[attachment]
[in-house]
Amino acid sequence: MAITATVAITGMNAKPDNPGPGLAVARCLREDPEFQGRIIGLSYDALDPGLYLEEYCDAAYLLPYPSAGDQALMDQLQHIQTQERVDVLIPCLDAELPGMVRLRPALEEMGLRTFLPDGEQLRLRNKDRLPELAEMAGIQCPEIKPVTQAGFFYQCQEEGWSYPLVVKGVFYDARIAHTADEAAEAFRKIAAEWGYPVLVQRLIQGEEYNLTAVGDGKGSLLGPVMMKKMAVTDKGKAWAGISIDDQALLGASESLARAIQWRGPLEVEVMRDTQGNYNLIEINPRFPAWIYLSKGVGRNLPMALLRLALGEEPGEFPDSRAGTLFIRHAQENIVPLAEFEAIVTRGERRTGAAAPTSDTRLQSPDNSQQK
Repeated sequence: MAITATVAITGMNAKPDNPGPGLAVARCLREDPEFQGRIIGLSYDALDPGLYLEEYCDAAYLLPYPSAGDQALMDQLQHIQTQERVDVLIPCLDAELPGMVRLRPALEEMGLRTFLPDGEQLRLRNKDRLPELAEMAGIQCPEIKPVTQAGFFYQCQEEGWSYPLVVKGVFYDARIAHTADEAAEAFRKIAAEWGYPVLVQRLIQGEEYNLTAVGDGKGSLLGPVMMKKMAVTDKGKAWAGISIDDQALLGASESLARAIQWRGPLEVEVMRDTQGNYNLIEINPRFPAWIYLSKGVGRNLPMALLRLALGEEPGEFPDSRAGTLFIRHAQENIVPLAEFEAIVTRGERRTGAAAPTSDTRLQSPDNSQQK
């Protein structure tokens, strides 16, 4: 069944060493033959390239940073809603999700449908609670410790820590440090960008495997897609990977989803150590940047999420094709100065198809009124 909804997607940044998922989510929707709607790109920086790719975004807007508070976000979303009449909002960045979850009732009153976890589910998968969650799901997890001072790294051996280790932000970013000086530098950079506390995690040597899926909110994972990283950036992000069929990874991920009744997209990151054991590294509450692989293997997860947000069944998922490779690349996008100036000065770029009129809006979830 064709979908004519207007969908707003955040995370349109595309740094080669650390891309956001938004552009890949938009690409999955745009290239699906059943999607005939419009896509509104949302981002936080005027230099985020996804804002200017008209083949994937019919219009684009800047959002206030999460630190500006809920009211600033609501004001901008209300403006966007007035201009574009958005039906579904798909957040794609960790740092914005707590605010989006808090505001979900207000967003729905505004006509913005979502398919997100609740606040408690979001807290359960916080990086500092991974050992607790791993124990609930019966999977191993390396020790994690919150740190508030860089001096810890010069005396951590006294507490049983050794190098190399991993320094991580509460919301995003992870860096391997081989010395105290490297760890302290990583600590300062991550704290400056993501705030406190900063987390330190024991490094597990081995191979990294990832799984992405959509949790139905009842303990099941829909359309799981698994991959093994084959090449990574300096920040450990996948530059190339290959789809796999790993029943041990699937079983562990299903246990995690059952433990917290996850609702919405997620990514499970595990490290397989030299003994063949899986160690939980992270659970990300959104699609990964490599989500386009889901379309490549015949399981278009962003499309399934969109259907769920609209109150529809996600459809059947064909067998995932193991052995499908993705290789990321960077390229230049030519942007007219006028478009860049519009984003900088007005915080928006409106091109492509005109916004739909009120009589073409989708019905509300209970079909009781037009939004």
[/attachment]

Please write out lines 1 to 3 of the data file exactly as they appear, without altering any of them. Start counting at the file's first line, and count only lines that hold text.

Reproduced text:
[in-house]
Amino acid sequence: MAITATVAITGMNAKPDNPGPGLAVARCLREDPEFQGRIIGLSYDALDPGLYLEEYCDAAYLLPYPSAGDQALMDQLQHIQTQERVDVLIPCLDAELPGMVRLRPALEEMGLRTFLPDGEQLRLRNKDRLPELAEMAGIQCPEIKPVTQAGFFYQCQEEGWSYPLVVKGVFYDARIAHTADEAAEAFRKIAAEWGYPVLVQRLIQGEEYNLTAVGDGKGSLLGPVMMKKMAVTDKGKAWAGISIDDQALLGASESLARAIQWRGPLEVEVMRDTQGNYNLIEINPRFPAWIYLSKGVGRNLPMALLRLALGEEPGEFPDSRAGTLFIRHAQENIVPLAEFEAIVTRGERRTGAAAPTSDTRLQSPDNSQQK
Repeated sequence: MAITATVAITGMNAKPDNPGPGLAVARCLREDPEFQGRIIGLSYDALDPGLYLEEYCDAAYLLPYPSAGDQALMDQLQHIQTQERVDVLIPCLDAELPGMVRLRPALEEMGLRTFLPDGEQLRLRNKDRLPELAEMAGIQCPEIKPVTQAGFFYQCQEEGWSYPLVVKGVFYDARIAHTADEAAEAFRKIAAEWGYPVLVQRLIQGEEYNLTAVGDGKGSLLGPVMMKKMAVTDKGKAWAGISIDDQALLGASESLARAIQWRGPLEVEVMRDTQGNYNLIEINPRFPAWIYLSKGVGRNLPMALLRLALGEEPGEFPDSRAGTLFIRHAQENIVPLAEFEAIVTRGERRTGAAAPTSDTRLQSPDNSQQK